Dating in your thirties is a serious business.
I suppose it’s because we’re all on the look out for The One – that special person who represents fulfilment and bliss. It is the Quest of Quests. The search for the Grail. Drink from the right cup and you’ll have eternal youth. Pick the wrong one and you will end up an ashen heap. Yes, the stakes really are that high. To mitigate the danger, however, we have developed a tool. A scalpel-like implement designed to save time and effort; an energy saving device if you will. It is the internal checklist.
The internal checklist is nothing more than a compendium of desirable traits. A register of appealing attributes. It all sounds reasonable enough, until you realise the traits are set in a combination unlikely to be found in one person. I know full well I can never meet this standard. No one can. It is a ludicrous fiction. I know I should dismiss the list, but I cannot. And the thought of being appraised on a date is a distraction. While sitting across the table, engaged in endearing chitter-chatter, I know I have to check the boxes (or at least try). I therefore present myself in the following terms. Materially successful yet frugal – check. Generous yet sincere – check. Humorous yet sensitive – check. And (most importantly) broody yet patient – check. Kind of. The final box is something of a sticking point. A challenge. Not a challenge in the business sense (i.e. the way the unemployed of LinkedIn claim to be ‘looking for a new challenge’). No, this is a challenge in the traditional sense of the word – less like a work deadline, more like a Sunday crossword.
At this point I should say there is one box which matters above all others. We all know the one. It is that great big child-shaped box. When you’re in your thirties the matter of children is the elephant in the room on every date. Imagine a great hulking elephant with a child’s head watching as you nibble your linguini. Yes, that’s right; picture a leering elephant-child lurking in the corner of the restaurant. That is how it is.
With this in mind I take every opportunity to display my paternal nature, what little of it there is. Unfortunately (for my duped dates), this display is a veneer. A sheen of fatherly fervour pasted over my grinch-like core. The truth is I have little interest in children. In the first instance they extract the fun from your free time. In the second instance they inject pain into the (otherwise mundane) gaps they leave behind. Food shopping becomes a horror show of shelf-smashing mayhem. Going to the park becomes a tactical manoeuvre. Even sitting indoors becomes an activity – one stuffed with book-falling danger, and drawer-slamming chaos. No, kids are not for me.
“Oh, look at that baby!” Jennifer said.
We were in a crowded gastropub on a Saturday afternoon.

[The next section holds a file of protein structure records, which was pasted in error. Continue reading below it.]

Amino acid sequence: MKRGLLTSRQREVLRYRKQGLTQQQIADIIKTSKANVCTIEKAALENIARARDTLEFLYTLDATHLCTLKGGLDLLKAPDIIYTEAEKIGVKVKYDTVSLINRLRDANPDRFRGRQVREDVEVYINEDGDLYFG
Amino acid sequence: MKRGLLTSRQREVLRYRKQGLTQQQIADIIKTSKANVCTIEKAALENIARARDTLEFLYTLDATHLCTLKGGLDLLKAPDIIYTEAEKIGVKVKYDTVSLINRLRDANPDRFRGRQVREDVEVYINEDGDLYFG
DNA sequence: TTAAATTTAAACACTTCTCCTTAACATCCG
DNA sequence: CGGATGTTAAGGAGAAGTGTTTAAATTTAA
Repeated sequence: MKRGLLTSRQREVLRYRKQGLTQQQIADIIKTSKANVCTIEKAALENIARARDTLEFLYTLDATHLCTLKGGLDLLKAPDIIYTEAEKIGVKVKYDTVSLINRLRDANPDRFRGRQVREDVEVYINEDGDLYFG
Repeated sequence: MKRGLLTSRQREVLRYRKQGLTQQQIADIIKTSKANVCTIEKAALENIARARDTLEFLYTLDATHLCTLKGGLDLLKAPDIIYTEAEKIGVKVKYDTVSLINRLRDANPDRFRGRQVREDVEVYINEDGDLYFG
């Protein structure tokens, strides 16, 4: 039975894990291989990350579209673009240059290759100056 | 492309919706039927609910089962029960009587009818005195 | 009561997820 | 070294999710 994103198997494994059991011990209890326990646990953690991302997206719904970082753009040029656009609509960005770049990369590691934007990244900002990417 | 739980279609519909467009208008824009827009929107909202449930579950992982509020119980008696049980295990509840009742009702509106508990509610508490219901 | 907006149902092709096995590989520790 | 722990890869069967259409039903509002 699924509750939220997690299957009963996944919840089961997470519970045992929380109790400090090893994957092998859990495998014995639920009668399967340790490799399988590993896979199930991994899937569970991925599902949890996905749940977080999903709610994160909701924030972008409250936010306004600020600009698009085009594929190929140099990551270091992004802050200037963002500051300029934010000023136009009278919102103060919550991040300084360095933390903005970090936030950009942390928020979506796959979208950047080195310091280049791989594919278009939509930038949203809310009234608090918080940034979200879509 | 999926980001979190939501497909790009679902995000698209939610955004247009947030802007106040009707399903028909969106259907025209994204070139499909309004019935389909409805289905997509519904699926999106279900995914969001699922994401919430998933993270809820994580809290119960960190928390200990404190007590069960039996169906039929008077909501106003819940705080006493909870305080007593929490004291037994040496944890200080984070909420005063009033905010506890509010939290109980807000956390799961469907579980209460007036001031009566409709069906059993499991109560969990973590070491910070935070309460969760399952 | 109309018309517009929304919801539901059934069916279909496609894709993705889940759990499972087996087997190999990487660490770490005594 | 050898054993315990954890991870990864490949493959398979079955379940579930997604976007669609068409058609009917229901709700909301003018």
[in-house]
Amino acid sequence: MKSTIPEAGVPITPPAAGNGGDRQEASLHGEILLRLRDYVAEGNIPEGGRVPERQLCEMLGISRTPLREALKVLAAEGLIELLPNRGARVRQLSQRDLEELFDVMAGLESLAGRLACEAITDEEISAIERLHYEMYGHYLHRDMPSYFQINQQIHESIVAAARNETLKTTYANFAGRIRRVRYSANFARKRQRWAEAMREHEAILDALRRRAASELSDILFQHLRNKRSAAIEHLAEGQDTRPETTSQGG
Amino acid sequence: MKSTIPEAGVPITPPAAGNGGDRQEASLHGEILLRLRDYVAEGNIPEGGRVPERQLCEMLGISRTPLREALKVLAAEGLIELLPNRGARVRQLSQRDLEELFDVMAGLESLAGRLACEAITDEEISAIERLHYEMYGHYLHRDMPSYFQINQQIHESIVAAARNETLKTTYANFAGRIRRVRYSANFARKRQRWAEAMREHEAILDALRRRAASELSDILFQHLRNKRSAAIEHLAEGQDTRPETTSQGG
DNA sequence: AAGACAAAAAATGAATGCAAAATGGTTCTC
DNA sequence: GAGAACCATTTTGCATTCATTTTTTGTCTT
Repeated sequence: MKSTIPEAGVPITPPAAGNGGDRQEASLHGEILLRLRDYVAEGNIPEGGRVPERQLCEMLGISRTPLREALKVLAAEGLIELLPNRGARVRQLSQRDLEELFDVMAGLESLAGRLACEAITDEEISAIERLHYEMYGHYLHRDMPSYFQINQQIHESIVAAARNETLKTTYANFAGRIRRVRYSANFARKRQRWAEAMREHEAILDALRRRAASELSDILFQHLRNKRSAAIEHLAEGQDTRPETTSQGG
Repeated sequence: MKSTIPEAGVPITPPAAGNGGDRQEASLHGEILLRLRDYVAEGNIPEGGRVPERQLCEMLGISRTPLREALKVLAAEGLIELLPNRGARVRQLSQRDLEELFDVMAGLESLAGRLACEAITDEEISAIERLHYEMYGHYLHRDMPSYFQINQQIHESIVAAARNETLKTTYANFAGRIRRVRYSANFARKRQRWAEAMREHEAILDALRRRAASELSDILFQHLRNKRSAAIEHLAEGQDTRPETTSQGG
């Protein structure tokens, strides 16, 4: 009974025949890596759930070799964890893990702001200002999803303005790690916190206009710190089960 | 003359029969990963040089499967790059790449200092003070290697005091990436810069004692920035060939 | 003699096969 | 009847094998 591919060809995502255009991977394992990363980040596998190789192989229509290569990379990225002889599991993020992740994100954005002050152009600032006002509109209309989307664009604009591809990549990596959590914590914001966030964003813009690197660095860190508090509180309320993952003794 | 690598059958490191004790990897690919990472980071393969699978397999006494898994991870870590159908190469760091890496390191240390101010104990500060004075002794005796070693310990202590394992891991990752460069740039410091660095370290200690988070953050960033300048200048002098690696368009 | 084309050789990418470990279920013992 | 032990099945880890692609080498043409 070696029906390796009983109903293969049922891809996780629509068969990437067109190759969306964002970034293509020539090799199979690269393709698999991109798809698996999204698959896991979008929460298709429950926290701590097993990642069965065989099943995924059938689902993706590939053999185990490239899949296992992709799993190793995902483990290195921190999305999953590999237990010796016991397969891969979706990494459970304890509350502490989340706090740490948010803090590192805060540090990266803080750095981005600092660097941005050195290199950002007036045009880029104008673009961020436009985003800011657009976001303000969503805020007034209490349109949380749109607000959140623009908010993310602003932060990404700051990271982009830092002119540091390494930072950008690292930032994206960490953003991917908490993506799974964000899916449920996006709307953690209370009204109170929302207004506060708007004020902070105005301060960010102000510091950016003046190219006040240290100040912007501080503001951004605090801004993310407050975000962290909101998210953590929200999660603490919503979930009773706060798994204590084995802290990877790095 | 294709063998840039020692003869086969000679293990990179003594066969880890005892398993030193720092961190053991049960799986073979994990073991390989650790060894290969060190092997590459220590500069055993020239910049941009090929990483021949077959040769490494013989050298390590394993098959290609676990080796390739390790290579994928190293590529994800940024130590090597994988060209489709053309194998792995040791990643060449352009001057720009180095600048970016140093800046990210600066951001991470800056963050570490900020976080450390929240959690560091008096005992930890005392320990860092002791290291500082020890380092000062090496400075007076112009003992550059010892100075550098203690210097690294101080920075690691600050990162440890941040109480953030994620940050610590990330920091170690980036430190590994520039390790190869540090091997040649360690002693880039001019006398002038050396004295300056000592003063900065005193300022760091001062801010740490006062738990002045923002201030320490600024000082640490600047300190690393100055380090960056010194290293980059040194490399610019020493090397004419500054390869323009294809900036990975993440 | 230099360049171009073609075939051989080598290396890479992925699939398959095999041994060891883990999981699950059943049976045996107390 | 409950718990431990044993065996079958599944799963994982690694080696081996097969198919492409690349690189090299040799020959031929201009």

“Yes,” I said. “A pub full of babies, very much a modern phenomenon.”
“Oh, don’t be so miserable, look how cute he is.”
It was our second date and I’d secured a weekend meeting. Best not to blow it now, I thought.
“I’m only kidding,” I said. “He is a lovely little fella.”
The way I said ‘fella’ had an unintended cockney twang.
“Look, he’s smiling at us,” Jennifer said.
“He is indeed…”
A follow up escaped me, so I smiled instead, my gaze fixed on the small human. Mum and dad were middle-aged wine-quaffers. They were accompanied by another similarly burdened couple. This pair mirrored the first, they too were in their forties and loaded with baby paraphernalia. They all had the look of rumpled professionals.
One of the babies threw his rattle over his shoulder. No one at the table noticed. I went over and picked it up.
“There you are, little man.” I said, pushing the rattle into a chubby paw.
The nearest mum thanked me. One of the dads – a bearded, bespectacled type – nodded his appreciatIon.
When I returned to the table Jennifer said, “That’s nice of you.”
“What can I say, he’s a wonderful little thing.” I affected a sigh as we studied the babies. “I wouldn’t mind one myself…”
I checked Jennifer in my peripherals, she was absorbed in the familial harmony.
“But all in good time…” I said.
Her face was impassive. Why was she so hard to work out, I thought? She was a City lawyer, for goodness sake – didn’t she ‘want it all’? I was considering my next play when the baby threw his rattle to the floor – this time with palpable anger.
“Allow me,” I said, darting over.
The mother beat me to it this time. She held the rattle to her chest as I craned over her.
“You really don’t have to,” she said.
“Of course,” I said. The group stopped to watch me. “I suppose I can’t help it.” I glanced at Jennifer. “I just love babies.”
Alarm flashed across the mother’s face. One of the men leaned forward.
“Alright, mate,” he said. “We can manage.” His accent was surprisingly proletarian.
I turned on my heels, and stepped away from the table as if walking the plank. Baby eyes bored into my back as I retreated. The door was close. For a moment I considered heading straight for it. Jennifer took a long sip of her drink. As I pulled up my chair one thing was clear: I didn’t belong at either table.
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